Spilling the Beads—Long Necklaces with the Season’s Blouses

Adornment around the neck continues as the key trend in jewelry this season, the easiest way to update a look. Moreover, in these economic times, shoppers want value for their money, so the more versatility that can be wrung from a single item of jewelry, the more its perceived value. The result is that a single necklace or a single combination of necklaces is often burdened with the task of updating many ensembles in a wardrobe.

A necklace, more than any other item of jewelry, needs to be chosen with consideration of the garments with which it will be worn. Almost any necklace, long or short, complex or simple, can work with a simple sheath dress, a garment that lives for adornment. But with the cooler weather arrive styles of garments that are not as forgiving in their requirements.

One of the trickiest of such garments is the blouse. Created from a soft, even fluid, fabric such as silk, a blouse is too fragile to support the weight of a brooch, let alone recover from the puncture marks it would cause. Long (or long-ish) sleeves limit the number of bracelets that can be worn. And thus the necklace becomes the adornment of choice.

Jewel-neck blouses, like sheath dresses, love adornment. So long as the necklace(s) are visually dominant over the short neckline of such a blouse, any style necklace, long or short, works well. When a jewel-neck blouse is layered under a blazer or jacket, that third piece will guide the placement of a necklace.

Blouses with collars, ruffles and button fronts are much trickier to adorn with necklaces, and several recent items in the fashion magazines demonstrate this point.

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For instance, here’s a photo from an ad from White House Black Market, which accessorizes a ruffled neck blouse with three long necklaces that spill out of the vee-neck of the blouse and end up in a tangle with the ruffles. Does anyone else get the urge to pull the model aside and “fix” her necklaces? Sadly, there is no fix. The necklaces just don’t work with that blouse. They interfere with both the line and the embellishment of the blouse.

I appreciate the fact that ads are expensive, but combining jewelry and apparel that work at cross-purposes is not the optimal way to display merchandise.

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Here’s a photo from an ad for Burberry Brit fragrance, featuring a young woman wearing a fragile blouse with tuck pleats overwhelmed by three heavy black chains. The poor blouse does not appear to have the wherewithal to survive more than a photo shoot under the weight of those chains.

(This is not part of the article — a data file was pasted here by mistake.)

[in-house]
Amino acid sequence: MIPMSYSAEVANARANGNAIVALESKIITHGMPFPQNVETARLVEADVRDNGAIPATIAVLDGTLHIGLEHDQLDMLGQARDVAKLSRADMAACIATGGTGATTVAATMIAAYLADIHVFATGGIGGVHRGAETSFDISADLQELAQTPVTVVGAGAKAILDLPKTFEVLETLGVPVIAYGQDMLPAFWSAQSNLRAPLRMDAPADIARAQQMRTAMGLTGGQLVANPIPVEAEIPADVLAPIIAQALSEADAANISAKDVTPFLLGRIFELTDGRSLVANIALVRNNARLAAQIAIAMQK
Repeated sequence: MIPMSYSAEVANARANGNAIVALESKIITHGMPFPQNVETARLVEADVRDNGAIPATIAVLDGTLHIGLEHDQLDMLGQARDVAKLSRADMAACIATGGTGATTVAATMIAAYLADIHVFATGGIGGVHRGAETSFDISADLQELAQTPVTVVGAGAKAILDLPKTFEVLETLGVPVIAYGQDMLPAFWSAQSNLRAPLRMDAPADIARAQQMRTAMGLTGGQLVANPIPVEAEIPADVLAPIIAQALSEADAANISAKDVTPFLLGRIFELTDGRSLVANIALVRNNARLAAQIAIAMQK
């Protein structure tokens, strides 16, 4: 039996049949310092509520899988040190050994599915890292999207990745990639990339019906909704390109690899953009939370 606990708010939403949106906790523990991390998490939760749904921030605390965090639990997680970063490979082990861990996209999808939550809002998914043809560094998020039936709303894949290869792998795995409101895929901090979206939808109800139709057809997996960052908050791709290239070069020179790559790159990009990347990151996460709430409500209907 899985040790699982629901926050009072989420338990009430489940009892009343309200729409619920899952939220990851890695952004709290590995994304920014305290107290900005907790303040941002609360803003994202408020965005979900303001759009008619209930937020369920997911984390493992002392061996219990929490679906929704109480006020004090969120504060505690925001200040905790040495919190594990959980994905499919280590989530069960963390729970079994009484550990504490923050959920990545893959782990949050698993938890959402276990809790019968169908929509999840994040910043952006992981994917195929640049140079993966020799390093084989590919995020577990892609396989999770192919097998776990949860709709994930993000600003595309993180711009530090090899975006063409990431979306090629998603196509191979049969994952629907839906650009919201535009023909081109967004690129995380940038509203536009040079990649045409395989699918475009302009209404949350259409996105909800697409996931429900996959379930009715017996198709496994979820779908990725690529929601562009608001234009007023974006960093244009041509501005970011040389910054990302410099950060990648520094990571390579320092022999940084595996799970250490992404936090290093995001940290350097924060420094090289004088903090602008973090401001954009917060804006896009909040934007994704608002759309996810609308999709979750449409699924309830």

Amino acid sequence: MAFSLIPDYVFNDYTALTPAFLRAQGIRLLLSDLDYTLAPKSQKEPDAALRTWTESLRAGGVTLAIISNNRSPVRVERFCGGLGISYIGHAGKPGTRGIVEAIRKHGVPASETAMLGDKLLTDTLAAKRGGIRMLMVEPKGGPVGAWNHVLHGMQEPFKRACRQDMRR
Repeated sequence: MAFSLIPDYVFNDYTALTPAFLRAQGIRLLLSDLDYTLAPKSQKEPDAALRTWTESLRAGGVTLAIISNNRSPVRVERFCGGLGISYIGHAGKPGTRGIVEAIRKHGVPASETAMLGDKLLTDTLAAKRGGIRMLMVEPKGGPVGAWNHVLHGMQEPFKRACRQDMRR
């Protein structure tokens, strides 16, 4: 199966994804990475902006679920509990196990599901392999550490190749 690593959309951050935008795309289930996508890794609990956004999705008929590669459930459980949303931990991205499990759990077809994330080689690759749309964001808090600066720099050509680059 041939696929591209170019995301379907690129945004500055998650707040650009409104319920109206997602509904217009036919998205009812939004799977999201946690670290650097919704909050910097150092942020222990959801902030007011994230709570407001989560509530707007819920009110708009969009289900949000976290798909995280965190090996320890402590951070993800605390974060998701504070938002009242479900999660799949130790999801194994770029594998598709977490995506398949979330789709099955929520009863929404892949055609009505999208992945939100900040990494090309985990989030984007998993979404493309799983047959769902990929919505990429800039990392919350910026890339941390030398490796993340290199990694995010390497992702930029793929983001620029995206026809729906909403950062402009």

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Sometimes, the promoter isn’t even selling one of the two conflicting items in question. Here’s a photo from an ad from the pearl design house Honora, which combines beautiful coin-shaped freshwater cultured pearls with a taupe satin blouse. I like the combination of pearls with the silky texture of the blouse. I do not like the ad styling, however. The front of the model’s blouse is pushed open by an extreme number of pearl strands, which spill out over the front of the blouse. The lapel of that blouse is going to be a wrinkled mess in no time. It also seems that the pearls may consist of very long strands that are going to require constant adjustment. This styling is entirely impractical.

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Finally, here is the cover of the November 2009 issue of Marie Claire magazine, featuring actress Hilary Swank wearing a shirt by H&M with a multi-strand necklace by Sid Vintage spilling from the neckline. The shirt fabric appears to have more body than the blouses featured in the ads shown above, and seems able to stand up to the weight of the necklaces that push the neckline open. For that reason, the look is more cohesive and therefore more successful than the stylings shown above.

Exuberant abundance can be a good thing, but remember that it’s not just about the necklaces. It’s about an entire ensemble and how the elements work together.